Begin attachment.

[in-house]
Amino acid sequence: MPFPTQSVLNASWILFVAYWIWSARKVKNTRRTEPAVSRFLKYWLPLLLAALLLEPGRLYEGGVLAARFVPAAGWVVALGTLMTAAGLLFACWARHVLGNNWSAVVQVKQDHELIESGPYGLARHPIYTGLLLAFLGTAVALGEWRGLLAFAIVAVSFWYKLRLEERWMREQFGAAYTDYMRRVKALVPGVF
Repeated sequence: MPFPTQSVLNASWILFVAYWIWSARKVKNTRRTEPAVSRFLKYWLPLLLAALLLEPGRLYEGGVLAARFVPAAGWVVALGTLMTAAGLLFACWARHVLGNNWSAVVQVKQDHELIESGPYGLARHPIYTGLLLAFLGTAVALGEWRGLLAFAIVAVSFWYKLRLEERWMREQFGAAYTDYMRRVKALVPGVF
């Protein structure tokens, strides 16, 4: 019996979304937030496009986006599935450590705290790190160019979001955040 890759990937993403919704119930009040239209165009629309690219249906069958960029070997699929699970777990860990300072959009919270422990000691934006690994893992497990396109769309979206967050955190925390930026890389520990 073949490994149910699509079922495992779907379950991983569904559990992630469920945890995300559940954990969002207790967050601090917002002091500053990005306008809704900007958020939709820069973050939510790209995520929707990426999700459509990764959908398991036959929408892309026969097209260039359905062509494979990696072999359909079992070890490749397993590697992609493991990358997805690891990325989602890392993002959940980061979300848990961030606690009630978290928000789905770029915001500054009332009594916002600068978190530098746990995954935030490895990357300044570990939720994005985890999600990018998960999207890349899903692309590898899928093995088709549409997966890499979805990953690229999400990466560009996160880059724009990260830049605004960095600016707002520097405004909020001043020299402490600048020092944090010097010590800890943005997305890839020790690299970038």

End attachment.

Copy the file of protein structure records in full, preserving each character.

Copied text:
[in-house]
Amino acid sequence: MPFPTQSVLNASWILFVAYWIWSARKVKNTRRTEPAVSRFLKYWLPLLLAALLLEPGRLYEGGVLAARFVPAAGWVVALGTLMTAAGLLFACWARHVLGNNWSAVVQVKQDHELIESGPYGLARHPIYTGLLLAFLGTAVALGEWRGLLAFAIVAVSFWYKLRLEERWMREQFGAAYTDYMRRVKALVPGVF
Repeated sequence: MPFPTQSVLNASWILFVAYWIWSARKVKNTRRTEPAVSRFLKYWLPLLLAALLLEPGRLYEGGVLAARFVPAAGWVVALGTLMTAAGLLFACWARHVLGNNWSAVVQVKQDHELIESGPYGLARHPIYTGLLLAFLGTAVALGEWRGLLAFAIVAVSFWYKLRLEERWMREQFGAAYTDYMRRVKALVPGVF
């Protein structure tokens, strides 16, 4: 019996979304937030496009986006599935450590705290790190160019979001955040 890759990937993403919704119930009040239209165009629309690219249906069958960029070997699929699970777990860990300072959009919270422990000691934006690994893992497990396109769309979206967050955190925390930026890389520990 073949490994149910699509079922495992779907379950991983569904559990992630469920945890995300559940954990969002207790967050601090917002002091500053990005306008809704900007958020939709820069973050939510790209995520929707990426999700459509990764959908398991036959929408892309026969097209260039359905062509494979990696072999359909079992070890490749397993590697992609493991990358997805690891990325989602890392993002959940980061979300848990961030606690009630978290928000789905770029915001500054009332009594916002600068978190530098746990995954935030490895990357300044570990939720994005985890999600990018998960999207890349899903692309590898899928093995088709549409997966890499979805990953690229999400990466560009996160880059724009990260830049605004960095600016707002520097405004909020001043020299402490600048020092944090010097010590800890943005997305890839020790690299970038």